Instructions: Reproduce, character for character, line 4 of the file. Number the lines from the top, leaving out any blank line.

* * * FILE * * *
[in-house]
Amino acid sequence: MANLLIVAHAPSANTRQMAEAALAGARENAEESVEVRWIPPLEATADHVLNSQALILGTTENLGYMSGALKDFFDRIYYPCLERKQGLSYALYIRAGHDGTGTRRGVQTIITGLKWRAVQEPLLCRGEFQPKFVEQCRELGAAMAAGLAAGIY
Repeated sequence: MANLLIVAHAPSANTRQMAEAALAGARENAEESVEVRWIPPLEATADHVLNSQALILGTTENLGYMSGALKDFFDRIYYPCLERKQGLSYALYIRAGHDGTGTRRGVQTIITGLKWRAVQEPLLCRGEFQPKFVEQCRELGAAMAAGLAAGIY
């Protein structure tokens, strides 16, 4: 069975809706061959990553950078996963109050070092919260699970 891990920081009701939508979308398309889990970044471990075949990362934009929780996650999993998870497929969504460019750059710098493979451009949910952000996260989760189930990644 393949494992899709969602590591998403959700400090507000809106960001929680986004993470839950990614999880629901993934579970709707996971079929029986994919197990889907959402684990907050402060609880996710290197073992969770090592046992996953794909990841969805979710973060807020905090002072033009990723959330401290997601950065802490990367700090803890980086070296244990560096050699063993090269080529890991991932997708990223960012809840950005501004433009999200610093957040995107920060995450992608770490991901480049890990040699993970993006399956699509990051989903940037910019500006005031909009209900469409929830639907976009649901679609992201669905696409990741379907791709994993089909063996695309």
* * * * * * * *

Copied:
């Protein structure tokens, strides 16, 4: 069975809706061959990553950078996963109050070092919260699970 891990920081009701939508979308398309889990970044471990075949990362934009929780996650999993998870497929969504460019750059710098493979451009949910952000996260989760189930990644 393949494992899709969602590591998403959700400090507000809106960001929680986004993470839950990614999880629901993934579970709707996971079929029986994919197990889907959402684990907050402060609880996710290197073992969770090592046992996953794909990841969805979710973060807020905090002072033009990723959330401290997601950065802490990367700090803890980086070296244990560096050699063993090269080529890991991932997708990223960012809840950005501004433009999200610093957040995107920060995450992608770490991901480049890990040699993970993006399956699509990051989903940037910019500006005031909009209900469409929830639907976009649901679609992201669905696409990741379907791709994993089909063996695309």